Tuesday, July 26, 2022

Making Places

A while ago I encountered some colourful painting on Vancouver Street. There was an obvious design, so I guessed it was intentional, not just random tossing of paint from a can. Initially, I thought it might be "guerilla art", in the same style as guerilla gardening.

Vancouver Street intersection with Burdett, late June

Then, a day later, I was again walking the same street, and this is what I saw:

I realized I was looking at art in progress; there was nothing dead-of-night about this! Though the paints were there, I could not see the artist.

A few days later, I walked by again.

Vancouver Street art in the making

Finally, the next day, I met the artist, Jesse Campbell, a Victoria mural artist who has done many murals around the city, including some I have shown in posts on this blog. His website is campbellvisualarts.com.

I like the artist's statement on Campbell's site, especially how he phrases his desire to give back to his community, and his acknowledgement of the influence of a teacher in his life. Here is an excerpt:

Jesse spends time mentoring youth on the craft of mural painting and understanding the diverse forms of Indigenous art across North America. Since a youth, he has been inspired by the work of natural historians throughout the world as well as the knowledge of his adopted aunt Bev Haines (Haida) and the knowledge keepers of the territories he has lived. Jesse began taking his art more seriously while being mentored under Alex Clark, a long-time teacher in the Victoria School District who recognized his talent and taught him to live and work in a good way. Jesse hopes to continue passing on these teachings through his art, his collaborations, and his students.

Jesse Campbell at work on the Vancouver Street mural. Note the white painted road across the street. The plan is to bookmark the design. Campbell said he will be working on the other one across the street so it "flows" from one side to the other.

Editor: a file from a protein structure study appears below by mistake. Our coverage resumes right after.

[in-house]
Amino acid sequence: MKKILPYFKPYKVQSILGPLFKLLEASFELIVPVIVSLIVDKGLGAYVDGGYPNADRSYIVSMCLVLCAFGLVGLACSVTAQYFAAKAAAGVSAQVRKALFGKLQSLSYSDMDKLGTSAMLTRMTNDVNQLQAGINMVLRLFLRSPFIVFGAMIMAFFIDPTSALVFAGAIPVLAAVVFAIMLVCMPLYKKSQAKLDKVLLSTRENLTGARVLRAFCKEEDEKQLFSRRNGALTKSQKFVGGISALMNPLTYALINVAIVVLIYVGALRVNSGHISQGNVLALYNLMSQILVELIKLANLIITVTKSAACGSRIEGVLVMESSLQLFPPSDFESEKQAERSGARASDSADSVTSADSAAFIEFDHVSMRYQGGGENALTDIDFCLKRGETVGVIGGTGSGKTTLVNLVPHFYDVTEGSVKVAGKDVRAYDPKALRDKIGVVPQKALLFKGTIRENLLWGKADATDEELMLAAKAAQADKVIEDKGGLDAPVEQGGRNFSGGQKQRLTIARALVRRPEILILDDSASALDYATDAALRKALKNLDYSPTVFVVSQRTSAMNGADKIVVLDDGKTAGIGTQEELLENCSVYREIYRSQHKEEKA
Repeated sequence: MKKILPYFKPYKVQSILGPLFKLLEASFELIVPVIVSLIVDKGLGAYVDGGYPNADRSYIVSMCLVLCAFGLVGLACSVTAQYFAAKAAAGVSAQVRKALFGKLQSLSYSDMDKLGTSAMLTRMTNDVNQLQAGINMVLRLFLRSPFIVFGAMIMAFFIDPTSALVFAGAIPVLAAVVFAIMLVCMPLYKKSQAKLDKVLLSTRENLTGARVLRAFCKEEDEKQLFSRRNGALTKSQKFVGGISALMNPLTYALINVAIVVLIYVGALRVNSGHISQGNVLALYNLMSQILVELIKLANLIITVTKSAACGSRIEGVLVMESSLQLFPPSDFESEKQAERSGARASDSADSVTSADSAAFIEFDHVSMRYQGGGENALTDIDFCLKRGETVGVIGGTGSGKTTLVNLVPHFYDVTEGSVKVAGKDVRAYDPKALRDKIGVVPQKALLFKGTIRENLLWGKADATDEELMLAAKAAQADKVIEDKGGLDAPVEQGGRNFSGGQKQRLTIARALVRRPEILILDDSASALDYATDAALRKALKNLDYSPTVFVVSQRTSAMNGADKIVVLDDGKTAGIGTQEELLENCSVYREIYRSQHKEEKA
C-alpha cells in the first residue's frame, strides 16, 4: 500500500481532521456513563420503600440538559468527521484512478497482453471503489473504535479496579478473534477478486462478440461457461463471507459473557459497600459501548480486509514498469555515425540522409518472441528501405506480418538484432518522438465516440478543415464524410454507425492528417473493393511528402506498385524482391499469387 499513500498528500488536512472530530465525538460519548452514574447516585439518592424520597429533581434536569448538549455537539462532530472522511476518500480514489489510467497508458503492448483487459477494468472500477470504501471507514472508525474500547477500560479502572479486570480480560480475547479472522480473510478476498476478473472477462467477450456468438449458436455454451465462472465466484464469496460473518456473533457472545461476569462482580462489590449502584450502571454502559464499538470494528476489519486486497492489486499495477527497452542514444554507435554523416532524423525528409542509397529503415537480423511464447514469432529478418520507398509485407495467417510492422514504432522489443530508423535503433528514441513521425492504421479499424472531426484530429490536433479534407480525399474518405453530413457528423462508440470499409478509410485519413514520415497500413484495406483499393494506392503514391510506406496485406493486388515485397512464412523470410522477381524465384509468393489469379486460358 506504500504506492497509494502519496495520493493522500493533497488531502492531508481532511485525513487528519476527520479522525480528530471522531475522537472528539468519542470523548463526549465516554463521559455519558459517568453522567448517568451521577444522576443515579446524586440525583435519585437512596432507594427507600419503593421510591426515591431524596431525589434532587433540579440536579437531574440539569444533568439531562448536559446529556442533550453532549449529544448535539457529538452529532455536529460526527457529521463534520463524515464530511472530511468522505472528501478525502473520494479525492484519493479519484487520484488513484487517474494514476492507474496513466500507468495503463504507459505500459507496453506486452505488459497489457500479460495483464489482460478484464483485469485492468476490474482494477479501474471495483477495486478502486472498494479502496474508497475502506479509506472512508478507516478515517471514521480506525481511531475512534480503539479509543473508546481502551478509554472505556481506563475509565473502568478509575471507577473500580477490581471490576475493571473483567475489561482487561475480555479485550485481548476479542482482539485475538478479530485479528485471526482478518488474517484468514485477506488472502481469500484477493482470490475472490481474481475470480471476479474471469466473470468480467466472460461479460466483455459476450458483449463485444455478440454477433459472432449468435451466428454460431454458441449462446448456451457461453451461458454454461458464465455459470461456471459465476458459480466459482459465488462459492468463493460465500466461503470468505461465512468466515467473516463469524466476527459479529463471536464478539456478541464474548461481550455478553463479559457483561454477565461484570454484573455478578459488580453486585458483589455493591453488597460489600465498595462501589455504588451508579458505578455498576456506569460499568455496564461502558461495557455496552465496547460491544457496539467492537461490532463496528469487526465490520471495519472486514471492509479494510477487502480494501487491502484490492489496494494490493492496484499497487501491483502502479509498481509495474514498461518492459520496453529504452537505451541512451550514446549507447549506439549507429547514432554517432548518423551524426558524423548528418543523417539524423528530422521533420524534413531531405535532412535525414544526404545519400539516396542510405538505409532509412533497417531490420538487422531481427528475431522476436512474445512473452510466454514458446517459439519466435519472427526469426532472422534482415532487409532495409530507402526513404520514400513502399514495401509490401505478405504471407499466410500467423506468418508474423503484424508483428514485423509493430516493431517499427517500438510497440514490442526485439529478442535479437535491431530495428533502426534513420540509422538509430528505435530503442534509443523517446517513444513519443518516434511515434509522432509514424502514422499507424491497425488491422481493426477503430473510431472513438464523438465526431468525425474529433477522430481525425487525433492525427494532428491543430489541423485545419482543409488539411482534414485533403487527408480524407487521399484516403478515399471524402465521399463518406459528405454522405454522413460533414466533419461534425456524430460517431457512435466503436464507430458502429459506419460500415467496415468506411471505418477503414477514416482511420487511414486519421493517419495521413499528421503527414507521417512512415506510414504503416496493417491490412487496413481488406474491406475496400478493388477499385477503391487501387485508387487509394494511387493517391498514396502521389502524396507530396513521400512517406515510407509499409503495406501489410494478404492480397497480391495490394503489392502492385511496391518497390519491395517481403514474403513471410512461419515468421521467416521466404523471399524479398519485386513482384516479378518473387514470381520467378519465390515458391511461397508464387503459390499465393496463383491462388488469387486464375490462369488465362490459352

As the sign illustrates, the project is a work of the "Placemaking Network". Another sign indicates that it is being funded by the City of Victoria's Participatory Budgeting Program.

When I spoke to Campbell, he was waiting for the sun to filter light through the leaves so he could capture them accurately on the road surface.

Leaf detail

Another perspective on the Vancouver Street mural.

So - what is "Placemaking" anyway? I checked out the website of the Greater Victoria Placemaking Network (https://victoriaplacemaking.ca/placemaking/)

Here is its definition:

Placemaking is the process through which we work together to shape our public spaces. Rooted in community-based participation, Placemaking involves the planning, design, management and programming of shared use spaces. More than just designing spaces, Placemaking brings together diverse people (including professionals, elected officials, residents, and businesses) to improve a community’s cultural, economic, social and ecological situation. 

It is a creative but intentional process. Placemaking builds on our growing environmental awareness by helping communities adapt and thrive within our constructed and our natural world.

So, by this definition, Placemaking is intentional. One of the projects the website cites as an example of its effectiveness is the amazing Little Library network throughout Victoria. I have profiled a number of Little Libraries in the past, but more keep appearing. Here are a couple of recent ones I have encountered:

Little Free Library (LFL) in Fairfield